bypassing user permisions?
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Thread: bypassing user permisions?

  1. #1
    Senior Member
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    bypassing user permisions?

    Hey everyone,
    I haven't posted here for a while, but I was just wondering....on a linux or windows 2000 (or any other multi-user OS), is it possible for a normal user to install a program to read raw disk sectors to bypass any security protecting files on the OS?
    Either get busy living or get busy dying.

    -The Sawshank Redemption

  2. #2
    Of course there are ways to bypass certain security files but they will always be 'protected' by the SAM. The reason that it is basically impossible to tap 'files' is because the SAM on windows 2000 marks just about everything with a 'user ID'. Also, trying to manipulate (with disk sector software/command prompt ) the SAM would disable your system. Trust me.

    I'm not sure about LINUX. I assume you probably could.

    Scatman
    If the scatman can do it so can you.

  3. #3
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    If the user can boot the system from a floppy they can change the passwords, that bypasses everything...
    Quis custodiet ipsos custodes

  4. #4
    AO Veteran NeuTron's Avatar
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    Originally posted here by R0n1n
    If the user can boot the system from a floppy they can change the passwords, that bypasses everything...
    This is true, the easiest and most dangerous exploits in Windows are local(someone sitting in front of you computer) A bootdisk with ATTRIB on it can let you in to any Windows box. Remotely, it is far more difficult to break in to an NTFS system with well chosen passwords and maybe a router or firewall.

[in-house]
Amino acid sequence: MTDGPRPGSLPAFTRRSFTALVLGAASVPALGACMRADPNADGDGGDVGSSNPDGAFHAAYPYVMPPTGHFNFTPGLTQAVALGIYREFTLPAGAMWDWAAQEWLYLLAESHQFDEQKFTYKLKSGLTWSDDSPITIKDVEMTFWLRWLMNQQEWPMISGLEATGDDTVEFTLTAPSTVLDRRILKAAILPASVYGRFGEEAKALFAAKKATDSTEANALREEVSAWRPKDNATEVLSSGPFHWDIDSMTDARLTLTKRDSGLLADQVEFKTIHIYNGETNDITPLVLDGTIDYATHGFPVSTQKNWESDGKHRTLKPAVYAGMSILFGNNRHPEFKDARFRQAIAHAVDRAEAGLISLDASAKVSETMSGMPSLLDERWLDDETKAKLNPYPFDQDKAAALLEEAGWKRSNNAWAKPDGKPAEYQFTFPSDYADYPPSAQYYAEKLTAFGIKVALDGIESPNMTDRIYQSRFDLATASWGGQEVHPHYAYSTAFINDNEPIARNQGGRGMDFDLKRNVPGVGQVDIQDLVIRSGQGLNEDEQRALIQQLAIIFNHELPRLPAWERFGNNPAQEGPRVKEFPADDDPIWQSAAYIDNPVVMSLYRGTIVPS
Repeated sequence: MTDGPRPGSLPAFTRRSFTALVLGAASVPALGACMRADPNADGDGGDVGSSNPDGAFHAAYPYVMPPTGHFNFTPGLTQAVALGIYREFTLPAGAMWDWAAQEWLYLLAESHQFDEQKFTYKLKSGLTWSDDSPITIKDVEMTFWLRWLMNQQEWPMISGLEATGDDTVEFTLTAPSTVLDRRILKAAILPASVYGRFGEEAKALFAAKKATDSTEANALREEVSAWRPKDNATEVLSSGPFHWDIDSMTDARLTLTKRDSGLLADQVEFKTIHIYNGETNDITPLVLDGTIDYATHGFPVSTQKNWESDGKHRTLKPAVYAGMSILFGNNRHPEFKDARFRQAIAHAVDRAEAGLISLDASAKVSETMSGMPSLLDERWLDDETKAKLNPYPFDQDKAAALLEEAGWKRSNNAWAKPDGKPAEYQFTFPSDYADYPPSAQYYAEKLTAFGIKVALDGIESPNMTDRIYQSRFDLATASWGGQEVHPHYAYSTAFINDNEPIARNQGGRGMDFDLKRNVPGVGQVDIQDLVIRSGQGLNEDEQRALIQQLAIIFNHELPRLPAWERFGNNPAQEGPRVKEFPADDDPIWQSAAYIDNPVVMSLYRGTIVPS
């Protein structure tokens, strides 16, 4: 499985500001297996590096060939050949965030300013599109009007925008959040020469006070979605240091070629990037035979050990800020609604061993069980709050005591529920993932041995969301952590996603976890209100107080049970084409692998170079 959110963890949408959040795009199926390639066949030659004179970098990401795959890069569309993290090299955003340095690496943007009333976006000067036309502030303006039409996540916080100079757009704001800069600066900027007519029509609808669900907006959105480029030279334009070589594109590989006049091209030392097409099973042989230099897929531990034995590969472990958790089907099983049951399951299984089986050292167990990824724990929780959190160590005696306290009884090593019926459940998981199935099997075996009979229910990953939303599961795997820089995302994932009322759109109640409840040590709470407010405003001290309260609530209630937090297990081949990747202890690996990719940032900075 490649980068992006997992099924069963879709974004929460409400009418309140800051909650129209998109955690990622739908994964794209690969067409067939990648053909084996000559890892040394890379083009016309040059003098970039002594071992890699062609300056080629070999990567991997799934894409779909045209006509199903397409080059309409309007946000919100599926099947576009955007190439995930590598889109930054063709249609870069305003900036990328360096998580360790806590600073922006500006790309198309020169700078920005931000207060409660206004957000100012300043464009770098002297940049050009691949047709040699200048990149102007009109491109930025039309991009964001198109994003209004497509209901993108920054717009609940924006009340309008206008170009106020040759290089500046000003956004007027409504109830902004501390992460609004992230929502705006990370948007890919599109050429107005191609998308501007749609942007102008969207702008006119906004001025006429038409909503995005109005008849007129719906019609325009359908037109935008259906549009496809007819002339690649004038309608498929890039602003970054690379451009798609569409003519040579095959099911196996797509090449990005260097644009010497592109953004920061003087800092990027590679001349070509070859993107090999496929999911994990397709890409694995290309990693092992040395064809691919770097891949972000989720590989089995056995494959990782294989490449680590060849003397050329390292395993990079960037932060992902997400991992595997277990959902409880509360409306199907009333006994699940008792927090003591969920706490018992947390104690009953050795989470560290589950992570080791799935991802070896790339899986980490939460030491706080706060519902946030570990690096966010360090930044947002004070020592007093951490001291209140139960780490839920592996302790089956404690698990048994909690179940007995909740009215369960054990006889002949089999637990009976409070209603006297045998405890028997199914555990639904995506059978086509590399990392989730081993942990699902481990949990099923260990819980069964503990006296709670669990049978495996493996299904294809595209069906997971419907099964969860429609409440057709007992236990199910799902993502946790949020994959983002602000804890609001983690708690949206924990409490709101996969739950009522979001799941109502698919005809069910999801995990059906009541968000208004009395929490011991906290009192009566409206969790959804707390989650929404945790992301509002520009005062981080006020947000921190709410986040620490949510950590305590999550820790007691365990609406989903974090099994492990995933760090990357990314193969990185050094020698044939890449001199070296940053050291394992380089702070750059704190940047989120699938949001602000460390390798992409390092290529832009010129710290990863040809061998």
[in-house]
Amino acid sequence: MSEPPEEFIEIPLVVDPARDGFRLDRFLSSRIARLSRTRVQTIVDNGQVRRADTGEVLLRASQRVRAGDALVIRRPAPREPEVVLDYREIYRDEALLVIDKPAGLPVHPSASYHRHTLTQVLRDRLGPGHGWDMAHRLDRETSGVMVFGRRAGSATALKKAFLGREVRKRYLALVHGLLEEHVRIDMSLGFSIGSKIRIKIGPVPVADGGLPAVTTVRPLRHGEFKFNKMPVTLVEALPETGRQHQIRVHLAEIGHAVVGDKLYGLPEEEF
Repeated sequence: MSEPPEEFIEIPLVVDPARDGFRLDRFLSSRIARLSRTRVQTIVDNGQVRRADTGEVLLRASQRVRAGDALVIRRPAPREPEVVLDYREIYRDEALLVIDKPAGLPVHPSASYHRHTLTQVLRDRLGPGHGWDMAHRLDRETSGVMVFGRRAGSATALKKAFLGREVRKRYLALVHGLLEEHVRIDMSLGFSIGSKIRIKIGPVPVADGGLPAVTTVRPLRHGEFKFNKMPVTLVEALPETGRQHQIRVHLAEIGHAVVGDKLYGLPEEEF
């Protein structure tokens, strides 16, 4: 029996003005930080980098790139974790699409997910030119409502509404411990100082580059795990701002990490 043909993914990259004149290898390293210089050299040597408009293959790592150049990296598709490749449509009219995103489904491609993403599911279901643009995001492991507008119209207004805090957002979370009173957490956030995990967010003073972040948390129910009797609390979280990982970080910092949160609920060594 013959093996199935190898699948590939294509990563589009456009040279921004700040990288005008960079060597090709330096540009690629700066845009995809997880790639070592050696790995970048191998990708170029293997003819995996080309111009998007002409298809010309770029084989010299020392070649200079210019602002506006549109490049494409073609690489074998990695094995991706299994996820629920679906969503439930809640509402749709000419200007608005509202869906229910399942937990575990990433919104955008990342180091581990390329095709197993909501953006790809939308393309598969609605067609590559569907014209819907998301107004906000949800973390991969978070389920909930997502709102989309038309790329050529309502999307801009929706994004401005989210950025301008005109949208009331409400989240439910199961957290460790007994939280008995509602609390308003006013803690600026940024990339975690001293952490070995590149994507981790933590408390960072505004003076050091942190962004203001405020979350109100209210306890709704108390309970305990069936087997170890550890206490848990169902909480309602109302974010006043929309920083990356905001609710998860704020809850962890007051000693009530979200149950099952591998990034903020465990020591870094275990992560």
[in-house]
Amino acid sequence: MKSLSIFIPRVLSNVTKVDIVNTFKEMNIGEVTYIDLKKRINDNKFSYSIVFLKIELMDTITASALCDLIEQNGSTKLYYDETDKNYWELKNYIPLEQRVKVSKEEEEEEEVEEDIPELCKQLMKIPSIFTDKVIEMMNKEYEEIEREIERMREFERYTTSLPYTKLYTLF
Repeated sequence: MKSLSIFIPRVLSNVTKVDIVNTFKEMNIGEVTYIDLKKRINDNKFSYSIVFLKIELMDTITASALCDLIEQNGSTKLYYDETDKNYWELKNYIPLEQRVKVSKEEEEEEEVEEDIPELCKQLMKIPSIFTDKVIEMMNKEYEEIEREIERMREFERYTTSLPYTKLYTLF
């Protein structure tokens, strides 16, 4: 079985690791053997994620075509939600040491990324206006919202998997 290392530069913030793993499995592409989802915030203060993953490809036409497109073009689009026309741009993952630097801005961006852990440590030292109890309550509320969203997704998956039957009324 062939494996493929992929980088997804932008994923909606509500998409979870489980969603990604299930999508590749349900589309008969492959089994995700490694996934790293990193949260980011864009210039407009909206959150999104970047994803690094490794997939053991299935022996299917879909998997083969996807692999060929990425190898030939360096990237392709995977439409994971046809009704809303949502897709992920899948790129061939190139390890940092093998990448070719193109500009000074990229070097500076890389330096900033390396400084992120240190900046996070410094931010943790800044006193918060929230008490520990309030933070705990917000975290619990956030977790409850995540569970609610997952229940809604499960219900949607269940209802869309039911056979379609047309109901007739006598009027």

5. #5
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    Just wondering, is there any other way you can bypass if you dont have the boot disk.

    my life

  6. #6
    Senior Member
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    Hey everyone,
    I haven't posted here for a while, but I was just wondering....on a linux or windows 2000 (or any other multi-user OS), is it possible for a normal user to install a program to read raw disk sectors to bypass any security protecting files on the OS?
    No, of course not.

    A normal user can install the program to read raw disk sectors, but it won't work unless you're Administrator (or root, or similar).

    Like other posters said, with the ability to boot off an alternate source (CD, floppy etc), an attacker can read any file on the disc which isn't encrypted (*and* plant a keylogger or trojan to get at the encrypted stuff)

    Unlike what the other posters said, NTFS does not make it significantly more difficult to read (or write) protected files - many tools are available. It will only stop the most l4m3 script kiddies (and not even that is guaranteed)

    The trick is to ensure that users cannot bypass the normal boot process
    - Password protect the bios setup
    - Boot from the HD only
    - Password protect the bootloader (where necessary - for example lilo)
    - If physical security is a real problem, put the machine in a locked box.

    finally

    - Never log on to a workstation in an unprotected physical location with a network admin or any other kind of privileged account
    Because if the machine was compromised, it could have a keylogger on.

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